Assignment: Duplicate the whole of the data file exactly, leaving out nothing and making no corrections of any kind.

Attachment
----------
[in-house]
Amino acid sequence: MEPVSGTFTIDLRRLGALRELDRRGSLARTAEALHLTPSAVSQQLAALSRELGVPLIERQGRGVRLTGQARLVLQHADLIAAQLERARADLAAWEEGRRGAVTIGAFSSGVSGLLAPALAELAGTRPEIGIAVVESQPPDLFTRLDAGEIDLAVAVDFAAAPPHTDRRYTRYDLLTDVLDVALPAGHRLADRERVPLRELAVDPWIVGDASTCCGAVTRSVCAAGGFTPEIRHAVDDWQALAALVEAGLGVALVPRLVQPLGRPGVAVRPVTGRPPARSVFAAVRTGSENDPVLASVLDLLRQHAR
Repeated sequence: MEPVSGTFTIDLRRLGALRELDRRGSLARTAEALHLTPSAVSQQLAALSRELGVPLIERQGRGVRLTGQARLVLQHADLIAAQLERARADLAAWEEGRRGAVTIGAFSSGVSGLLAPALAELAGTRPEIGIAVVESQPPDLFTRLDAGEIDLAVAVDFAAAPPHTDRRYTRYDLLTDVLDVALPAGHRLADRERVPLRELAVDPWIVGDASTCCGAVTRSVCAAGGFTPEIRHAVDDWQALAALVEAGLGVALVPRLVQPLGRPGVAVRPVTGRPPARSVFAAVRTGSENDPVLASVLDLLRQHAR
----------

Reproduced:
[in-house]
Amino acid sequence: MEPVSGTFTIDLRRLGALRELDRRGSLARTAEALHLTPSAVSQQLAALSRELGVPLIERQGRGVRLTGQARLVLQHADLIAAQLERARADLAAWEEGRRGAVTIGAFSSGVSGLLAPALAELAGTRPEIGIAVVESQPPDLFTRLDAGEIDLAVAVDFAAAPPHTDRRYTRYDLLTDVLDVALPAGHRLADRERVPLRELAVDPWIVGDASTCCGAVTRSVCAAGGFTPEIRHAVDDWQALAALVEAGLGVALVPRLVQPLGRPGVAVRPVTGRPPARSVFAAVRTGSENDPVLASVLDLLRQHAR
Repeated sequence: MEPVSGTFTIDLRRLGALRELDRRGSLARTAEALHLTPSAVSQQLAALSRELGVPLIERQGRGVRLTGQARLVLQHADLIAAQLERARADLAAWEEGRRGAVTIGAFSSGVSGLLAPALAELAGTRPEIGIAVVESQPPDLFTRLDAGEIDLAVAVDFAAAPPHTDRRYTRYDLLTDVLDVALPAGHRLADRERVPLRELAVDPWIVGDASTCCGAVTRSVCAAGGFTPEIRHAVDDWQALAALVEAGLGVALVPRLVQPLGRPGVAVRPVTGRPPARSVFAAVRTGSENDPVLASVLDLLRQHAR